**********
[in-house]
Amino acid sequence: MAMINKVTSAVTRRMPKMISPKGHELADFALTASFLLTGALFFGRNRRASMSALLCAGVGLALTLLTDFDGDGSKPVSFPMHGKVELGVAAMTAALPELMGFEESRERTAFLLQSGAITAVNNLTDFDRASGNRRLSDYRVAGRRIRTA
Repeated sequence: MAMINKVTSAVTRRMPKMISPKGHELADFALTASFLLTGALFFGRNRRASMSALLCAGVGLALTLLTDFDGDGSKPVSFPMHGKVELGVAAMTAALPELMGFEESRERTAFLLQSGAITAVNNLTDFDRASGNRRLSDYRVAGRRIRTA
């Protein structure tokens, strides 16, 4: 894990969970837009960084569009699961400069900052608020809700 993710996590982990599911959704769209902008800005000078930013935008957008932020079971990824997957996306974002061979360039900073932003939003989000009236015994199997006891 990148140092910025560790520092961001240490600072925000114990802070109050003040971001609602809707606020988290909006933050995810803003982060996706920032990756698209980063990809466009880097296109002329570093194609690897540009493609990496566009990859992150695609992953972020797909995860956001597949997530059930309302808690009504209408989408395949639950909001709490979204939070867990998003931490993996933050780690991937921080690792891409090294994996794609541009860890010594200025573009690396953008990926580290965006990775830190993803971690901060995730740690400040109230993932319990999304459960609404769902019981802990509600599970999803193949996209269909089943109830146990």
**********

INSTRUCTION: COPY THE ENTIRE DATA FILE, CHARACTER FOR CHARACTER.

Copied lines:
[in-house]
Amino acid sequence: MAMINKVTSAVTRRMPKMISPKGHELADFALTASFLLTGALFFGRNRRASMSALLCAGVGLALTLLTDFDGDGSKPVSFPMHGKVELGVAAMTAALPELMGFEESRERTAFLLQSGAITAVNNLTDFDRASGNRRLSDYRVAGRRIRTA
Repeated sequence: MAMINKVTSAVTRRMPKMISPKGHELADFALTASFLLTGALFFGRNRRASMSALLCAGVGLALTLLTDFDGDGSKPVSFPMHGKVELGVAAMTAALPELMGFEESRERTAFLLQSGAITAVNNLTDFDRASGNRRLSDYRVAGRRIRTA
């Protein structure tokens, strides 16, 4: 894990969970837009960084569009699961400069900052608020809700 993710996590982990599911959704769209902008800005000078930013935008957008932020079971990824997957996306974002061979360039900073932003939003989000009236015994199997006891 990148140092910025560790520092961001240490600072925000114990802070109050003040971001609602809707606020988290909006933050995810803003982060996706920032990756698209980063990809466009880097296109002329570093194609690897540009493609990496566009990859992150695609992953972020797909995860956001597949997530059930309302808690009504209408989408395949639950909001709490979204939070867990998003931490993996933050780690991937921080690792891409090294994996794609541009860890010594200025573009690396953008990926580290965006990775830190993803971690901060995730740690400040109230993932319990999304459960609404769902019981802990509600599970999803193949996209269909089943109830146990």